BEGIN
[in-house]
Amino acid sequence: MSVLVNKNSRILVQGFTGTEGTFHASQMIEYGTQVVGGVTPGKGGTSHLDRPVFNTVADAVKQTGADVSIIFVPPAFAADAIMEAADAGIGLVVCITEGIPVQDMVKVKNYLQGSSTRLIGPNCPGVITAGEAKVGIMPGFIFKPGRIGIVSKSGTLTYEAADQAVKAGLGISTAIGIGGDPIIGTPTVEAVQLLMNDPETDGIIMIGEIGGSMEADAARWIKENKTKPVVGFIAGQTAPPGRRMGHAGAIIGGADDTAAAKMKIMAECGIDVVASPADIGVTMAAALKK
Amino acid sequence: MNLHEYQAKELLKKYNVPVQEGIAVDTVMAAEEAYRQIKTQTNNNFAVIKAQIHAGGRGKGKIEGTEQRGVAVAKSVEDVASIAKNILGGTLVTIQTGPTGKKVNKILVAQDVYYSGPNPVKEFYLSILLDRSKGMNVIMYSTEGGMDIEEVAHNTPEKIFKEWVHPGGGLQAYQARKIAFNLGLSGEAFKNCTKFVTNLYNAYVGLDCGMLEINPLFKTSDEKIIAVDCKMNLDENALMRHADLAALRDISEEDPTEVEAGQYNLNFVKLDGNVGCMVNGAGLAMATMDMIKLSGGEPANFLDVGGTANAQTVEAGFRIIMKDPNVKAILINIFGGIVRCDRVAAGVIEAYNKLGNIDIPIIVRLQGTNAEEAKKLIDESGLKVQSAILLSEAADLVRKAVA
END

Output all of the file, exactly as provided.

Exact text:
[in-house]
Amino acid sequence: MSVLVNKNSRILVQGFTGTEGTFHASQMIEYGTQVVGGVTPGKGGTSHLDRPVFNTVADAVKQTGADVSIIFVPPAFAADAIMEAADAGIGLVVCITEGIPVQDMVKVKNYLQGSSTRLIGPNCPGVITAGEAKVGIMPGFIFKPGRIGIVSKSGTLTYEAADQAVKAGLGISTAIGIGGDPIIGTPTVEAVQLLMNDPETDGIIMIGEIGGSMEADAARWIKENKTKPVVGFIAGQTAPPGRRMGHAGAIIGGADDTAAAKMKIMAECGIDVVASPADIGVTMAAALKK
Amino acid sequence: MNLHEYQAKELLKKYNVPVQEGIAVDTVMAAEEAYRQIKTQTNNNFAVIKAQIHAGGRGKGKIEGTEQRGVAVAKSVEDVASIAKNILGGTLVTIQTGPTGKKVNKILVAQDVYYSGPNPVKEFYLSILLDRSKGMNVIMYSTEGGMDIEEVAHNTPEKIFKEWVHPGGGLQAYQARKIAFNLGLSGEAFKNCTKFVTNLYNAYVGLDCGMLEINPLFKTSDEKIIAVDCKMNLDENALMRHADLAALRDISEEDPTEVEAGQYNLNFVKLDGNVGCMVNGAGLAMATMDMIKLSGGEPANFLDVGGTANAQTVEAGFRIIMKDPNVKAILINIFGGIVRCDRVAAGVIEAYNKLGNIDIPIIVRLQGTNAEEAKKLIDESGLKVQSAILLSEAADLVRKAVA